We picked up our cameras that very first day and continued to follow the story over the next five months. And, we realized that these urban farmers succeeded because they physically reminded people of their fundamental connection to the land and the earth.

Our cameras “occupied” the occupation. We witnessed the dramatic and rapid evolution of tactics and strategy of both the farmers and their adversaries – officials from the University of California. As a result, OCCUPY THE FARM captures a significant and on-going conflict: the showdown between over-development and agriculture, as well as the contest of wills between a grassroots, consensus based action, and the more rigid power structure of California’s largest landowner. 

OCCUPY THE FARM reveals a new form of activism for the 21st Century.

The Filmmakers

My name is Todd Darling. I’m a veteran filmmaker. I’ve worked as a director and editor for MTV, worked on the broadcast of five Olympic Games, edited over 50 nationally broadcast television shows, covered a revolution as a free-lance journalist, and directed independent films. My directing and editing credits include the reality show “Laguna Beach” for MTV (2004-2006), the feature documentary, “A Snow Mobile for George” (2009) about a cross-country trip to Washington, DC, now available on NetFlix, and the 30 minute documentary short, “Black Rock Horse”, about one of Burning Man’s boldest art projects.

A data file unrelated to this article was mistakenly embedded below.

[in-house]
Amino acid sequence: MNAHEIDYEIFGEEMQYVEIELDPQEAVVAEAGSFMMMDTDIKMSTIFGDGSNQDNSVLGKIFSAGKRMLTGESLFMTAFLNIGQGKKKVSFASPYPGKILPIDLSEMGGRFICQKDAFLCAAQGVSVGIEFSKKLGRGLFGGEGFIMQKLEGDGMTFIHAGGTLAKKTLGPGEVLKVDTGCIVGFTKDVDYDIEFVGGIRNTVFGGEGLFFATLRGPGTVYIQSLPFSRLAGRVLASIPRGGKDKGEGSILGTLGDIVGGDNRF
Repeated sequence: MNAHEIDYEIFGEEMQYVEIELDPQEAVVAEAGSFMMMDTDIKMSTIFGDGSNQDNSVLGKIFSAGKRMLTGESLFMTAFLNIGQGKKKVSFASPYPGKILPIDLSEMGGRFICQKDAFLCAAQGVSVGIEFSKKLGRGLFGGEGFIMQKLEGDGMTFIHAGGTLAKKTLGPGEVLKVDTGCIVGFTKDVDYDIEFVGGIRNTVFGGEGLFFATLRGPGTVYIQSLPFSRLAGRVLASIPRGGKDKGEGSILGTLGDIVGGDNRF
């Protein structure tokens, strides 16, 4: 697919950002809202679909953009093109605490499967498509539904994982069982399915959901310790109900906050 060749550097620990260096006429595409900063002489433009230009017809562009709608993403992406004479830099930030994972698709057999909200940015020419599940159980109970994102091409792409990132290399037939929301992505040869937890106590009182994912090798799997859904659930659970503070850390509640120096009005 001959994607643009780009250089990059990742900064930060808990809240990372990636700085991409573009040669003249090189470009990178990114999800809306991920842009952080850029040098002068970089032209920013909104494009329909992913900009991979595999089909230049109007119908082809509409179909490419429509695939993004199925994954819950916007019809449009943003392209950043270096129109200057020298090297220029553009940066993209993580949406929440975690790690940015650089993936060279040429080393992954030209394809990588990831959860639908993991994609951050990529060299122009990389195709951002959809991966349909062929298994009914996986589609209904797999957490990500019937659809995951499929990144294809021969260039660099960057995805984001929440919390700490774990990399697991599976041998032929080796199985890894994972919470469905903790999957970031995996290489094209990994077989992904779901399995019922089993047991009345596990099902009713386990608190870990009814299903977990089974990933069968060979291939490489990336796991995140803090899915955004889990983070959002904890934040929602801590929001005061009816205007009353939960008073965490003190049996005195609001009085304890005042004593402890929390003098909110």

I am working with talented collaborators including: producer Steve Brown, who’s feature documentary “Spark: A Burning Man Story” about the dreams and challenges of Burning Man premiered at SXSW 2013; producer Carl Grether, the producer and editor of the recently completed “Edible City: Grow the Revolution” a feature documentary about urban farming and “food justice” in the Bay Area; and fellow editor/filmmaker Blake Hodges whose credits include the PBS show “Roadtrip Nation”, as well as extensive video work with Greenpeace, Sierra Club, Rainforest Action Network, and the ad agency M&C Saatchi.

I’m asking you to join me in helping to share this powerful story with the world. Please tell your friends, and stay connected through our email list, Facebook, or Twitter. Share your stories of activism and direct action. Bring your community together for a screening event of Occupy The Farm. It's a great way to get your community talking.

Todd Darling, Director

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If your questions are about media, theater bookings, or distribution, it’s best to reach out to us by email at one of the addresses below.

For press inquiries or speaking engagements, contact:

Todd Darling
occupythefarmfilm @ gmail.com

For television and digital distribution, contact:

Steve Brown
otf @ ignitechannel.com

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How to watch Occupy The Farm